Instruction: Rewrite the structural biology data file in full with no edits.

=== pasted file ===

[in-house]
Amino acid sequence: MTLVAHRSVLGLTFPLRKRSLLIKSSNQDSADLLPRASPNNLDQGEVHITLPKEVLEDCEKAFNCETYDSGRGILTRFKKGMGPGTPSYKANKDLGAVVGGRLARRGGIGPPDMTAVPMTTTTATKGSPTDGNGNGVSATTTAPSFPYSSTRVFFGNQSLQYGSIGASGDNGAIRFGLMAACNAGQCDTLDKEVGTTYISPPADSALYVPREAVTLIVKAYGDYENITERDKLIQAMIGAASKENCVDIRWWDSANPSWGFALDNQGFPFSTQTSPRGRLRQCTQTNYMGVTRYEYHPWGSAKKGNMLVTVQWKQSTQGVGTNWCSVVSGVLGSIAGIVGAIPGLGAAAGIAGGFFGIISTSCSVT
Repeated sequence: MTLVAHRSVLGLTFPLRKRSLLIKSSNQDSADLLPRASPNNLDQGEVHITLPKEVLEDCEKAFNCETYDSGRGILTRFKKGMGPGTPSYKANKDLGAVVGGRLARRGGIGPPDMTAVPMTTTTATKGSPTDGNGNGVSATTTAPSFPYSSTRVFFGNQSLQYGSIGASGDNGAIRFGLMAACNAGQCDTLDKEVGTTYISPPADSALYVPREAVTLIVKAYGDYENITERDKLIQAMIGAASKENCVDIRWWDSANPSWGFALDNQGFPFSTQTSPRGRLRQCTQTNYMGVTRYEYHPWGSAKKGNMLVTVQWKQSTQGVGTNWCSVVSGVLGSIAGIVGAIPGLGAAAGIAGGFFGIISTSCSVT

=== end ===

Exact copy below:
[in-house]
Amino acid sequence: MTLVAHRSVLGLTFPLRKRSLLIKSSNQDSADLLPRASPNNLDQGEVHITLPKEVLEDCEKAFNCETYDSGRGILTRFKKGMGPGTPSYKANKDLGAVVGGRLARRGGIGPPDMTAVPMTTTTATKGSPTDGNGNGVSATTTAPSFPYSSTRVFFGNQSLQYGSIGASGDNGAIRFGLMAACNAGQCDTLDKEVGTTYISPPADSALYVPREAVTLIVKAYGDYENITERDKLIQAMIGAASKENCVDIRWWDSANPSWGFALDNQGFPFSTQTSPRGRLRQCTQTNYMGVTRYEYHPWGSAKKGNMLVTVQWKQSTQGVGTNWCSVVSGVLGSIAGIVGAIPGLGAAAGIAGGFFGIISTSCSVT
Repeated sequence: MTLVAHRSVLGLTFPLRKRSLLIKSSNQDSADLLPRASPNNLDQGEVHITLPKEVLEDCEKAFNCETYDSGRGILTRFKKGMGPGTPSYKANKDLGAVVGGRLARRGGIGPPDMTAVPMTTTTATKGSPTDGNGNGVSATTTAPSFPYSSTRVFFGNQSLQYGSIGASGDNGAIRFGLMAACNAGQCDTLDKEVGTTYISPPADSALYVPREAVTLIVKAYGDYENITERDKLIQAMIGAASKENCVDIRWWDSANPSWGFALDNQGFPFSTQTSPRGRLRQCTQTNYMGVTRYEYHPWGSAKKGNMLVTVQWKQSTQGVGTNWCSVVSGVLGSIAGIVGAIPGLGAAAGIAGGFFGIISTSCSVT